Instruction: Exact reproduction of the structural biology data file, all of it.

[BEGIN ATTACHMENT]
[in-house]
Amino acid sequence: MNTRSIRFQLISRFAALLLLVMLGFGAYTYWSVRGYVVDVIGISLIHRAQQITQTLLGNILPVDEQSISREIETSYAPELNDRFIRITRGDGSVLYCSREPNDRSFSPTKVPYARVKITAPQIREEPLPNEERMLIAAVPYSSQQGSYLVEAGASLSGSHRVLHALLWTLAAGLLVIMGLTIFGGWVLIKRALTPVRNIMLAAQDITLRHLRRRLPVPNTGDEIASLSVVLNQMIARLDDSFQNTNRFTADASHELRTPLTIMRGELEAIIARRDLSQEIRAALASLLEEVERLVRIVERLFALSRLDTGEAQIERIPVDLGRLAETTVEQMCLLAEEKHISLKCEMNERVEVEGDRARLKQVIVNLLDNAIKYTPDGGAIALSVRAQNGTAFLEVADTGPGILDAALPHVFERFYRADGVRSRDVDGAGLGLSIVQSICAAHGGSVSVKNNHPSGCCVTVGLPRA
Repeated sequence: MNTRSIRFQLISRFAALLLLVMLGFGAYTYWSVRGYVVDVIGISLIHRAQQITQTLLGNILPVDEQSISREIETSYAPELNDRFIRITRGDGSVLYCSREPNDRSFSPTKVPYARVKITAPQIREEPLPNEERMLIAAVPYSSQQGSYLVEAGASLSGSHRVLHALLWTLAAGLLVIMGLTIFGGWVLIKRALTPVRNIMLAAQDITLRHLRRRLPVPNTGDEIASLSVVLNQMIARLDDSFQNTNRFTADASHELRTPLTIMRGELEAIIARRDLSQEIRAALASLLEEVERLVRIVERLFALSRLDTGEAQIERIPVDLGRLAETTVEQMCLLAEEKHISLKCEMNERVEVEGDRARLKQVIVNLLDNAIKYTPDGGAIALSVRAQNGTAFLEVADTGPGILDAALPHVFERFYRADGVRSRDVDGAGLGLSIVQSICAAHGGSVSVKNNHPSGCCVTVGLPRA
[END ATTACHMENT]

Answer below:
[in-house]
Amino acid sequence: MNTRSIRFQLISRFAALLLLVMLGFGAYTYWSVRGYVVDVIGISLIHRAQQITQTLLGNILPVDEQSISREIETSYAPELNDRFIRITRGDGSVLYCSREPNDRSFSPTKVPYARVKITAPQIREEPLPNEERMLIAAVPYSSQQGSYLVEAGASLSGSHRVLHALLWTLAAGLLVIMGLTIFGGWVLIKRALTPVRNIMLAAQDITLRHLRRRLPVPNTGDEIASLSVVLNQMIARLDDSFQNTNRFTADASHELRTPLTIMRGELEAIIARRDLSQEIRAALASLLEEVERLVRIVERLFALSRLDTGEAQIERIPVDLGRLAETTVEQMCLLAEEKHISLKCEMNERVEVEGDRARLKQVIVNLLDNAIKYTPDGGAIALSVRAQNGTAFLEVADTGPGILDAALPHVFERFYRADGVRSRDVDGAGLGLSIVQSICAAHGGSVSVKNNHPSGCCVTVGLPRA
Repeated sequence: MNTRSIRFQLISRFAALLLLVMLGFGAYTYWSVRGYVVDVIGISLIHRAQQITQTLLGNILPVDEQSISREIETSYAPELNDRFIRITRGDGSVLYCSREPNDRSFSPTKVPYARVKITAPQIREEPLPNEERMLIAAVPYSSQQGSYLVEAGASLSGSHRVLHALLWTLAAGLLVIMGLTIFGGWVLIKRALTPVRNIMLAAQDITLRHLRRRLPVPNTGDEIASLSVVLNQMIARLDDSFQNTNRFTADASHELRTPLTIMRGELEAIIARRDLSQEIRAALASLLEEVERLVRIVERLFALSRLDTGEAQIERIPVDLGRLAETTVEQMCLLAEEKHISLKCEMNERVEVEGDRARLKQVIVNLLDNAIKYTPDGGAIALSVRAQNGTAFLEVADTGPGILDAALPHVFERFYRADGVRSRDVDGAGLGLSIVQSICAAHGGSVSVKNNHPSGCCVTVGLPRA